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  • Writer's picturePaul Amirault

Writing a Novel By the Seat of My Pants—and Loving Every Minute of it)

Writing a novel by the seat of your pants. Writing tips.

It’s been a while since I’ve posted here, so I wanted to take a moment and give everyone an update about what’s been going on with me and the writing.

First off, work has been super busy lately, and in the past, this has prevented me from writing as much as I’d like. (Given that my first book took 12 years to complete, this should come as a surprise to no one.) However, I’m happy to report that this has NOT been the case lately. I’ve been writing religiously most mornings, and am super-energized about my new book. In fact, I’m averaging about a chapter a week, and will probably have the whole thing finished by the end of January. (Which means you’ll most likely be able to get your hot little hands on it by April.)

So, you might be wondering, how did Mr. 12-Year Guy became such a productive writer?

Well, there have been a couple of changes. First, I’ve actually put my second memoir on hold. (It’s the one about my introduction to the world of energy healing.) And while I still feel that it’s an extraordinary story that needs to—and WILL BE—told, what I’m writing now is so much more fun. Because it’s fiction.

Yeah, that’s right. I’ve taken the plunge and am actually writing a novel. And you know what? I love it!

There’s no more struggling with, how does this scene relate to the next one? Is my transition/bridge working? Or, is this scene boring? Only interesting to me? Or, how can I couch things, so my friends and family members don’t get pissed off about how much I’m sharing about our personal lives here? Trust me, all of these things—and more—come into play when you’re writing a memoir or work of non-fiction, since you have the task of being both truthful—and entertaining. And let me tell you, it’s not easy. So, I tip my hat off to the greats—people like Erik Larsen, who are able to pull off that tightrope walk, time and again, without plunging into the abyss.

What I’m finding right now is that, with a novel, you don’t have to deal with any of that. If something’s not working as a story point, you just go ahead and change it. Simple.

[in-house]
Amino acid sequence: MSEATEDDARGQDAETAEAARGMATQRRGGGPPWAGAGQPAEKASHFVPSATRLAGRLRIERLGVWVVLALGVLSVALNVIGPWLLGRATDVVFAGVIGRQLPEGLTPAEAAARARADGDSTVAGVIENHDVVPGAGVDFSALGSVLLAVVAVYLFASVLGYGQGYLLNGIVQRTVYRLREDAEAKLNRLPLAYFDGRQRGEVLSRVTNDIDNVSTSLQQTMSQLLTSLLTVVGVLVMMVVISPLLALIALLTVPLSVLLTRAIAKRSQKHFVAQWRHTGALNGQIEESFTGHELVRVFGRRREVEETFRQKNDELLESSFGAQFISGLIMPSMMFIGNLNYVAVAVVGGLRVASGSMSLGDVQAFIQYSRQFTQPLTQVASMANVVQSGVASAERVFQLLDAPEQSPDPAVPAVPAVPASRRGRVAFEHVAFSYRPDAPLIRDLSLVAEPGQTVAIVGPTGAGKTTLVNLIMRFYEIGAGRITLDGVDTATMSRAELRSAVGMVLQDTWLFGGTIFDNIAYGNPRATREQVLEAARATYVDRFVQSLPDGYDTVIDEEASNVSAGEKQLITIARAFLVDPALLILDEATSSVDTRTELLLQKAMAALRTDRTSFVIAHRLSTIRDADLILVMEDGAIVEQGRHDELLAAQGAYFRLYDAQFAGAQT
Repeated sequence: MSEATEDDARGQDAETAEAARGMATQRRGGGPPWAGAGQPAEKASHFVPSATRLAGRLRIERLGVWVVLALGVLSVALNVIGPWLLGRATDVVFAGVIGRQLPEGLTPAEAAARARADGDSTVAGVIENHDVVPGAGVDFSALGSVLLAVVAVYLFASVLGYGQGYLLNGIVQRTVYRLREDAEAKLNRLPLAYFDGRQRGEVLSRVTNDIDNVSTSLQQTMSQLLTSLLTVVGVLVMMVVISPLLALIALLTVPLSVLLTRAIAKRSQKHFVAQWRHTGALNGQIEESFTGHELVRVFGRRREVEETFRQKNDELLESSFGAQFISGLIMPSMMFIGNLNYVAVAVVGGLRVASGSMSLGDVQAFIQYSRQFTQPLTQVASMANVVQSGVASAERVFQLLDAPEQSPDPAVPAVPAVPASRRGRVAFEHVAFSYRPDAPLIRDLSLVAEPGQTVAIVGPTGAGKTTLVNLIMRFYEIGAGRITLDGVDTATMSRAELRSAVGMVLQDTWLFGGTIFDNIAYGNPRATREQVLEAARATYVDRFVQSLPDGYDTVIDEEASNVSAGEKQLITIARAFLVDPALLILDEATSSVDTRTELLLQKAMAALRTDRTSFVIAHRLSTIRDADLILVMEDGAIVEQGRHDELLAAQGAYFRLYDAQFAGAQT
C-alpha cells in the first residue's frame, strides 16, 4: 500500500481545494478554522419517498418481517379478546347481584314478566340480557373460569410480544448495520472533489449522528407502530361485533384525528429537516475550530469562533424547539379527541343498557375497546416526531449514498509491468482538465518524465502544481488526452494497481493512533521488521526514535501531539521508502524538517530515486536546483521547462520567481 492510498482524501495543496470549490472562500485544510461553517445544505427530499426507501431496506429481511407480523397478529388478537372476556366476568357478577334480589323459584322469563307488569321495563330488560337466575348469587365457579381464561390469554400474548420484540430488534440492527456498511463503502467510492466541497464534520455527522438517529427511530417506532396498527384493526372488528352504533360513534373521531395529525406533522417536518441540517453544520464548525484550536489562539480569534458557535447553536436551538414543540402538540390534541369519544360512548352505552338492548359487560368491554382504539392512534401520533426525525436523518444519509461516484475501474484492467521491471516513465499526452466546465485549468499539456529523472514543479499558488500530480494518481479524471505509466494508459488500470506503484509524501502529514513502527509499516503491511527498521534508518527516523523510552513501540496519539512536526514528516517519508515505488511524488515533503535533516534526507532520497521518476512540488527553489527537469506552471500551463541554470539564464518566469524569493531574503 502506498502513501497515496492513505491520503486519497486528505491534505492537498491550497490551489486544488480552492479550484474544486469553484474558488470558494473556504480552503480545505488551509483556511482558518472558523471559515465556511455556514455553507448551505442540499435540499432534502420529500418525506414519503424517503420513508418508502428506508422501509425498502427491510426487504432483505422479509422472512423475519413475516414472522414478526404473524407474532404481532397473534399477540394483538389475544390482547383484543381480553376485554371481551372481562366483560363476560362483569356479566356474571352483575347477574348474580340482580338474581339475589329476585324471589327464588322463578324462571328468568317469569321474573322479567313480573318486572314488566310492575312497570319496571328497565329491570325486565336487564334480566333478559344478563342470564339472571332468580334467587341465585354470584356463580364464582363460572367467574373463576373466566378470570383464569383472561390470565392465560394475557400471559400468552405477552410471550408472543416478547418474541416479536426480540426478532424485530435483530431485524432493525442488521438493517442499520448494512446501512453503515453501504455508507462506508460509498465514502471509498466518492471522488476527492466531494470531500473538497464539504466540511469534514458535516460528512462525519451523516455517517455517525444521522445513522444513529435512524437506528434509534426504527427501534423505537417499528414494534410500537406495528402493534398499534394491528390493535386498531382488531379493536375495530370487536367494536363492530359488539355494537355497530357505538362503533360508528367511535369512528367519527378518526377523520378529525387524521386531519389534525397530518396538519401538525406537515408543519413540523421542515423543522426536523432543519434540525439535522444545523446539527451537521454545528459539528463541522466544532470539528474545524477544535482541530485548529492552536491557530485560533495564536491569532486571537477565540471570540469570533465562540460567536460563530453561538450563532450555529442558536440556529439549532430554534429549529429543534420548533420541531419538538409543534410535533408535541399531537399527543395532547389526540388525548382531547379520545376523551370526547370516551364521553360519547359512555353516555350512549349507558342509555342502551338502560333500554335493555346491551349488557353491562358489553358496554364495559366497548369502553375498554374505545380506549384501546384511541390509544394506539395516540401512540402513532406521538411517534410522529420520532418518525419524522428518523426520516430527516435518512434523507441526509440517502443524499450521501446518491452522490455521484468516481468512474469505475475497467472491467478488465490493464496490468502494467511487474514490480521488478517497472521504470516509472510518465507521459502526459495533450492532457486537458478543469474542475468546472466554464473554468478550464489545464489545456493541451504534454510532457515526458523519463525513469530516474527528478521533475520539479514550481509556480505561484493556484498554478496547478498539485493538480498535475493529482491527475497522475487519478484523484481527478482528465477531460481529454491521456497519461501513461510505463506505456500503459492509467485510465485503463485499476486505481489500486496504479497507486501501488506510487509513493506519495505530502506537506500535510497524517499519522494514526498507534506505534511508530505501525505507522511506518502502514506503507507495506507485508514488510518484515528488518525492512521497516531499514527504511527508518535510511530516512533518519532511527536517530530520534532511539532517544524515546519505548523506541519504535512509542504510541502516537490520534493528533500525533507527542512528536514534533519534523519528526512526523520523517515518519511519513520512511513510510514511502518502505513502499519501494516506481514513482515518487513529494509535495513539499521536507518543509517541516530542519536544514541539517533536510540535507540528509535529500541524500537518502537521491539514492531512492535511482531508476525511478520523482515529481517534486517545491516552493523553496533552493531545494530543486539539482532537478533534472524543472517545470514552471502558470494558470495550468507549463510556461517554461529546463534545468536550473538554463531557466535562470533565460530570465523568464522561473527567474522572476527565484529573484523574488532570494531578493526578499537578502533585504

Another benefit is there’s no need to endlessly outline—or plan. All you need is a basic idea of where your scene is going, and the creativity flows the minute you touch the keyboard. So, writing becomes a fun experience, where you get to laugh (or cry) along with your characters, as they bring themselves to life before your eyes.

In one of my Goodreads writer’s groups, this technique is called, “seat of the pants” writing. And I have to say, bring it on! If you outline your story to within an inch of its life (which I’d previously done with my first book), it can sometimes feel like a chore when you actually sit down to do the real writing. However, allowing yourself the luxury of discovering your story, like a reader does, is truly a joyful experience. And I recommend it to anyone.

But this is not to suggest that my new book is a lighthearted romp. It’s actually a somewhat dark dystopia, set just a couple years into our future. (But there’s a really cool twist that I think you’re gonna like. And I can’t wait to share it with you.)

Peace out.

It’s time to get back to the writing. And guess what? I’m stoked about that!


Paul Amirault is the author of The Man Who Sent the SOS: A Memoir of Reincarnation and the Titanic. His second book, a debut novel, will be published in April, 2018.

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